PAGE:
BUSH DOES NOT WANT TO LEAVE IRAQ. Congress has very few options to force his hand. Leaving Iraq without fighting our way out means engaging the diplomatic forces in an effort to get out. Bush does not want to leave. Bush wants to stay. So Bush will block all movement in the direction of leaving. Bush will not engage in the diplomatic effort that will be needed to stabilize Iraq coupled to a US pullout. Pundits write over and over that Bush really wants to leave Iraq but just cannot because Iraq is not stable. They write this because they believe that the US needs to leave Iraq and cannot grasp that Bush disagrees with them and does not want to leave. People really do not understand that Bush has built permanent bases in Iraq and refuses to leave or start the process of leaving. We are at least stuck until Bush leaves office. All the GOP candidates except Brownback want to stick with the Bush plan of staying in Iraq. So even if we get rid of Bush, McCain would not leave either.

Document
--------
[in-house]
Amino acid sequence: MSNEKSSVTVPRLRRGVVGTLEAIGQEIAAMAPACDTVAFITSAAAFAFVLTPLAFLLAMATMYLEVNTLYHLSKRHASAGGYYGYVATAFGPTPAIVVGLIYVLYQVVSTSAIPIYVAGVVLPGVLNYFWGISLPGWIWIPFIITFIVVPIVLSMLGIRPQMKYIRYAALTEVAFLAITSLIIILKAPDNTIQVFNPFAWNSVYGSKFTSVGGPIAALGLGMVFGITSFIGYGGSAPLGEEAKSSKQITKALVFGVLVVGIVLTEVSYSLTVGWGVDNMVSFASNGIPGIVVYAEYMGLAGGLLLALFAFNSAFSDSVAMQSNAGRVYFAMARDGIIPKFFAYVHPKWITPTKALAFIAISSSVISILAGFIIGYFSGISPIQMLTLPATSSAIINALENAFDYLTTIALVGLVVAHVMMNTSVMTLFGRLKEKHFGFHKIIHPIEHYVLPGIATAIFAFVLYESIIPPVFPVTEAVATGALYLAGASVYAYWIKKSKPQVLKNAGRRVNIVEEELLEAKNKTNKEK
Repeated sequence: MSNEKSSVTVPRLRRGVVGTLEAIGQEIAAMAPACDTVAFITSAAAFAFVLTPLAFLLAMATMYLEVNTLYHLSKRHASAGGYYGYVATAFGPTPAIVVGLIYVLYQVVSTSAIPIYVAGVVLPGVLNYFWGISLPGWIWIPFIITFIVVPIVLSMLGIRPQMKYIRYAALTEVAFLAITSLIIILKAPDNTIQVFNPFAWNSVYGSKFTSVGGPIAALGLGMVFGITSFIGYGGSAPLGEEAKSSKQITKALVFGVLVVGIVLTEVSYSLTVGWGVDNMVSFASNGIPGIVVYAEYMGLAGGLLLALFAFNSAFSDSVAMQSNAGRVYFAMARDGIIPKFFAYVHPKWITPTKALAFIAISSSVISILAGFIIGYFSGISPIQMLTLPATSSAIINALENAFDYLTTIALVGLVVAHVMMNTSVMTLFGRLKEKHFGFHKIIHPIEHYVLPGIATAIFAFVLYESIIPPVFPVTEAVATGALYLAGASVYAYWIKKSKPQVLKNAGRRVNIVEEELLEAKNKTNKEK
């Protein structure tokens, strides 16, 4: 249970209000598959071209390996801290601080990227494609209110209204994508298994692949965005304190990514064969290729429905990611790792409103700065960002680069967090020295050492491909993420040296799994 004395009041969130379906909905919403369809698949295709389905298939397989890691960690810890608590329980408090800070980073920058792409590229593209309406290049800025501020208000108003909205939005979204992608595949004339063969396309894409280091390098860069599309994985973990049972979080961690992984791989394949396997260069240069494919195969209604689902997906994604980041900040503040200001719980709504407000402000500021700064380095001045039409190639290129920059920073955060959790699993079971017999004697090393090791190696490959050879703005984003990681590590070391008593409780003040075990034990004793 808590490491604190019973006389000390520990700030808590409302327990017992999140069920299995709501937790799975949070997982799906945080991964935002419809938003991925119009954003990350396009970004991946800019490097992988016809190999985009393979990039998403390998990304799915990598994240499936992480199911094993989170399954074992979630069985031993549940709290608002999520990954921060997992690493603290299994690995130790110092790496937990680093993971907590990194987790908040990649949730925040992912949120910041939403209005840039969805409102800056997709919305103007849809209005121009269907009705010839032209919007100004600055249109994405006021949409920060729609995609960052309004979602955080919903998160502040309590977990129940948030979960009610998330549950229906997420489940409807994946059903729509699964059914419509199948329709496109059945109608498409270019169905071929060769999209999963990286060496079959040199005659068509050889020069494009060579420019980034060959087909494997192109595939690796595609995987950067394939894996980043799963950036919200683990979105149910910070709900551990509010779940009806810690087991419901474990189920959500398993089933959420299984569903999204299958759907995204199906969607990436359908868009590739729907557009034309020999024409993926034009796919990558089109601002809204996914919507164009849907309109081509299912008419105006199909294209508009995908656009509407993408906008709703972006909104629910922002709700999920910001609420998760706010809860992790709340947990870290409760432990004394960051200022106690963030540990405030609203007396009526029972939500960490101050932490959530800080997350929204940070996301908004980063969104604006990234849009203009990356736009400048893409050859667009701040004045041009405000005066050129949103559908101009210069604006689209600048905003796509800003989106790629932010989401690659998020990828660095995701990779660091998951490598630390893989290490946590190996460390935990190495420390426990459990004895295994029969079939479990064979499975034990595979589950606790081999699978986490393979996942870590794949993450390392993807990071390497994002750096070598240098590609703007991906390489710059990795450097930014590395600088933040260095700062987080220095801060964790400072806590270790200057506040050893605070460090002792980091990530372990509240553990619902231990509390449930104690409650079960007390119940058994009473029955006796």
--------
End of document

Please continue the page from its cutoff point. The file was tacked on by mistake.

“No end in sight” certainly is an appropriate title for our current mess.

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  8. bob mcmanus says:

    Okay, heck I’ll play. For those wanting America to admit to an “illegal war of aggression” and we had war criminals at the top understand that you yourself do not get off the hook. You don’t get to say that McCain will be better or that institutional changes have been made. You are a repeat felon throwing pleading guilty and throwing himself on the mercy of the court.
    Russia and China and Brazil and Nigeria get to decide what happens to us. Not you, not us.